September 12, 2018
Saitama, close to Tokyo, is one of 47 Japanese prefectures - locally known as provinces. Over the years, Saitama has become renowned for being proactive in the development space. JICA is merely one of its many partners, with a joint initiative on Science promotion in South Africa, currently in its third and final year.
JICA continues to prioritise Science, and since inception of its Volunteer Programme on local soil some 16 years ago, has sent many Japanese nationals as junior and senior volunteers to schools and Science centres across South Africa. In late July 2018, Saitama's Education Board sent three teachers to South Africa for a month-long stay to create an international flavour to South Africa's National Science Week. This annual event, hosted jointly by the Department of Science and Technology (DST) and the South African Agency for Science and Technology Advancement (SAASTA), is run in all nine provinces simultaneously at multiple sites per province. This year's event, held in August, focused on deepening democracy through Science.
The trio was eager to share Japan's take on Science, so accompanied by DST and SAASTA officers, visited schools and Science centres in Gauteng, Kwazulu-Natal and Mpumalanga. Upon DST's recommendation, they also visited schools caring for learners with disabilities. To reduce set-up time for maximising discussions, they selected and conducted simple Science experiments.
This partnership has brought about educational and cultural exchange to expand learning beyond cultural boundaries. It has also started a conversation towards improving upon existing Science teaching.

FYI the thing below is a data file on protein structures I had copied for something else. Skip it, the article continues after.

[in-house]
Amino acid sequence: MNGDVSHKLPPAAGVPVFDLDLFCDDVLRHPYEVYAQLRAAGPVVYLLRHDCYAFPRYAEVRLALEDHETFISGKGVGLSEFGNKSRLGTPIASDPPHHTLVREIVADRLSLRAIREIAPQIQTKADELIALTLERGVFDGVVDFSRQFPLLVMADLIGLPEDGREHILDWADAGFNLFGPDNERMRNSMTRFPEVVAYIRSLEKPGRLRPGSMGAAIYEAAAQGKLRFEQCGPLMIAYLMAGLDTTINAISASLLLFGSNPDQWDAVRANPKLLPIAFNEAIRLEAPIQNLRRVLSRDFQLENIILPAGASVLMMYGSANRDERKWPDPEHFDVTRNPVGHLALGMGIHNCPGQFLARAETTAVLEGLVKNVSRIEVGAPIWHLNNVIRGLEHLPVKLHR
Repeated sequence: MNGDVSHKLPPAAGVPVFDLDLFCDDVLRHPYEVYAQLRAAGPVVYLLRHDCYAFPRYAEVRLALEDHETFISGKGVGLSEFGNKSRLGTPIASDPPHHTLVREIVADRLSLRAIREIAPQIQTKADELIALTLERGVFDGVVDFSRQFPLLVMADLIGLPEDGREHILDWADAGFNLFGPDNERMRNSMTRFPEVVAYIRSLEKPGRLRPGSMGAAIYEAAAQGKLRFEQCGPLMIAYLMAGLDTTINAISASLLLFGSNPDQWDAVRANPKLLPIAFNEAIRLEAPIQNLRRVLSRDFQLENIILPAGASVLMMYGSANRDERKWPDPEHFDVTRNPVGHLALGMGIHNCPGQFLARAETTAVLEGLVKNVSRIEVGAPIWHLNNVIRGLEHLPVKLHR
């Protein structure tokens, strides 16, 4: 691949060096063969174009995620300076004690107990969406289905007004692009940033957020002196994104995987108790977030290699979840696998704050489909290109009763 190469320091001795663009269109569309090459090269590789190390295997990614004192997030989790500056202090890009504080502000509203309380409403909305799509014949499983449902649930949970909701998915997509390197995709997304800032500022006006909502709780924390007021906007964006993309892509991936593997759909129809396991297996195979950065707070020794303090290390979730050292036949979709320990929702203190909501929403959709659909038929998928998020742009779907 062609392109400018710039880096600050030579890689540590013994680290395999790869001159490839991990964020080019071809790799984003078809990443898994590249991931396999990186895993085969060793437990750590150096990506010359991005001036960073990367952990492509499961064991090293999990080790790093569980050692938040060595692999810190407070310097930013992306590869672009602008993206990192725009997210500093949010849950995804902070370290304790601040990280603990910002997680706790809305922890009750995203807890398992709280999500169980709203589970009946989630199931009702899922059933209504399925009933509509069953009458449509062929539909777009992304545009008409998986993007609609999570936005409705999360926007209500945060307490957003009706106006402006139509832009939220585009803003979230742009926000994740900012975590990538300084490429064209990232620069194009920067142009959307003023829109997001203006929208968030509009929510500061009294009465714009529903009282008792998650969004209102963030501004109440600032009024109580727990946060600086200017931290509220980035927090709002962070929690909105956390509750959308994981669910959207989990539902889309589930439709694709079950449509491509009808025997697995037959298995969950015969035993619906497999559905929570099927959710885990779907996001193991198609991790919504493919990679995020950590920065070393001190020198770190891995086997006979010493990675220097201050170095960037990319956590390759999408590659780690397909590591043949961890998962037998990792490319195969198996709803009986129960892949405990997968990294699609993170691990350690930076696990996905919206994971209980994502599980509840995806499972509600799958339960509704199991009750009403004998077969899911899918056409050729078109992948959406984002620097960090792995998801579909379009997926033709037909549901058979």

Mr Takayoshi Shibusawa, Chemistry Teacher: "I observed South Africa's rural schools having fewer teachers, which I believe affects learners' academic performance. I think it would be effective if the South African Government could look into increasing the number of teachers in schools, and giving learners more focused individual attention in accordance with their learning needs, which may increase their motivation to learn, and in turn their learning ability."
Mr Tatsuro Nakamura, Biology Teacher: "I echo Mr Shibusawa's sentiments, and agree that smaller classes, perhaps 20 to 40 learners per class, would aid the theory learning process as learners would be receiving more attention from teachers."
Mr Tomoyuki Kobayashi, English Teacher: "Teaching in South Africa turned out to be a wonderful experience as learners are susceptible to learning by being friendly and motivated. Although there's a gap between the rich and the poor, I believe that these young people have potential and a great future ahead."